After Heather Northrop’s departure to Burlington High, Malden High had an open position that needed to be filled. Jean Ewald Charles stepped up, and MHS welcomed him as the new Brunelli House Principal.
Charles grew up in Haiti, but came to the US at the age of 18. From there, he attended High School in Brooklyn and attended Alfred University. He then transferred into Columbia University, and from there he went to medical school, although he “decided to leave that to go into teaching” and received his masters from Framingham State University. He ended up teaching physics and biology at a high school in Churchpoint, Louisiana.
Charles was not always planning on being a teacher. However, during his college years, one of his teachers got him into teaching biology, working in Brooklyn with “inner city kids, whom people often marginalize and don’t think are successful.” He taught one girl named Amanda who he is “never going to forget”; she passed the High School Regent Exam (the New York equivalent of the MCAS) at the age of 10 with an 86. Being able to work with her made him feel as though he could “do something in education and work with kids.”
During the hiring process, Boyle House Principal Stephanie Sibley stated that they actually reached out to him; she’s known Charles for a long time; they “worked in Boston Public Schools years ago” and she’s “always had the utmost respect and admiration for him.”
The hiring pool was very small, around five people, and Sibley stated that they wanted a more “diverse applicant pool” so they reached out to him. Charles was the “standout candidate” due to the fact that he brought a “science lens” and a lens for “working with English-language learners” to the administrative team. Sibley added that “because he worked at Salemwood for the last couple of years, it was a win having someone who already knew a lot of the kids.”
Principal Christopher Mastrangelo stated that when Jason Payeur was hired as Jenkins House Principal, “Charles actually came in and interviewed for that position.” Even so, he ended up working at the Salemwood School until now.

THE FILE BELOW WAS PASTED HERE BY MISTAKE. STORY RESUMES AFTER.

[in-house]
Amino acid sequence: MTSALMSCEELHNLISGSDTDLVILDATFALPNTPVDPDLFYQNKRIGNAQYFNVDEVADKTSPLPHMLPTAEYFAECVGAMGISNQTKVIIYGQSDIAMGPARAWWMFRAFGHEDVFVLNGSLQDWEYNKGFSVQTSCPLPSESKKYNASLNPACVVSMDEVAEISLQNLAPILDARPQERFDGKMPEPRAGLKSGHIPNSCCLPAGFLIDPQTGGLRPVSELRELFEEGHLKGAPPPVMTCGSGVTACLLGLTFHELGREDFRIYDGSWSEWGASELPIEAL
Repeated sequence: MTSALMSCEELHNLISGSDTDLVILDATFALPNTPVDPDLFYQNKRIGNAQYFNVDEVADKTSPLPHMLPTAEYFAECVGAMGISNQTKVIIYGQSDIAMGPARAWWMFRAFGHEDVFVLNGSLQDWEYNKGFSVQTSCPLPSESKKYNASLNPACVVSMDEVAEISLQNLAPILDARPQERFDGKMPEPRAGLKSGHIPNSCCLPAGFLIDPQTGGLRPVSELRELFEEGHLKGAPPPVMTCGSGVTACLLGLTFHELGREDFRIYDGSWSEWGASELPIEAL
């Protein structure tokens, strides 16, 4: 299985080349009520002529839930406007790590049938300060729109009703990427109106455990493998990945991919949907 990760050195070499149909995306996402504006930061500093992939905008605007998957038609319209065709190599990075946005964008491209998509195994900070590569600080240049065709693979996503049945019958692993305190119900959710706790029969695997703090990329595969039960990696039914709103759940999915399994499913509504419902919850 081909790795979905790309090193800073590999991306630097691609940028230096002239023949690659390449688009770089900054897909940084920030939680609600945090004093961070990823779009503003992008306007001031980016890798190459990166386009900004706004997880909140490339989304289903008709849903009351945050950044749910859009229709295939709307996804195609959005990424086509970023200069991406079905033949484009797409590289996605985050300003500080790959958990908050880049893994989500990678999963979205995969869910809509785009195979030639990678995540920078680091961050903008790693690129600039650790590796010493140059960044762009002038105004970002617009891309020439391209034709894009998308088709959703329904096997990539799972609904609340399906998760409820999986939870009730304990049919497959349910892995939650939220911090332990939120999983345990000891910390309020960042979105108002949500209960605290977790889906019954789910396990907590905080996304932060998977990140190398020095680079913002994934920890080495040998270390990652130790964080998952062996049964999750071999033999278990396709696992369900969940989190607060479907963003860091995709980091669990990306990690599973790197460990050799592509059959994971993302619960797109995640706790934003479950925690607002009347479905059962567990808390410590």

Mastrangelo feels as though being an immigrant who moved here makes Charles “relatable to a lot of our students, not just from Haiti but from any country.” Above all else, Mastrangelo said that he is “so calm and kind in his approach to students” and his interactions are outstanding “because he cares.” Mastrangelo added that Charles is “brilliant” as he speaks four languages and was on track to becoming a doctor.
Charles stated that so far, he is loving Malden High. “There’s a great population of students here, and the diversity is amazing”; he said that it’s almost as if there’s “something I’m looking for up in the sky, and I’ve found that here.”
Charles also said that he loves the structure of the school, and the accessibility to high learning. He believes that it is important that kids have “access to AP classes, honors classes” and that all of the students get the same opportunities. “There are some classes that you walk in, and you see that the discussions that are taking place are getting students ready for college,” stated Charles.
During his first few weeks, he stated that a student would routinely check in on him to see how he was doing. Charles expressed that“it brought tears to my eyes a little bit, because she cared so much.” Charles observes that the student body is “so nice, genuinely nice and respectful,” making MHS a great place to work.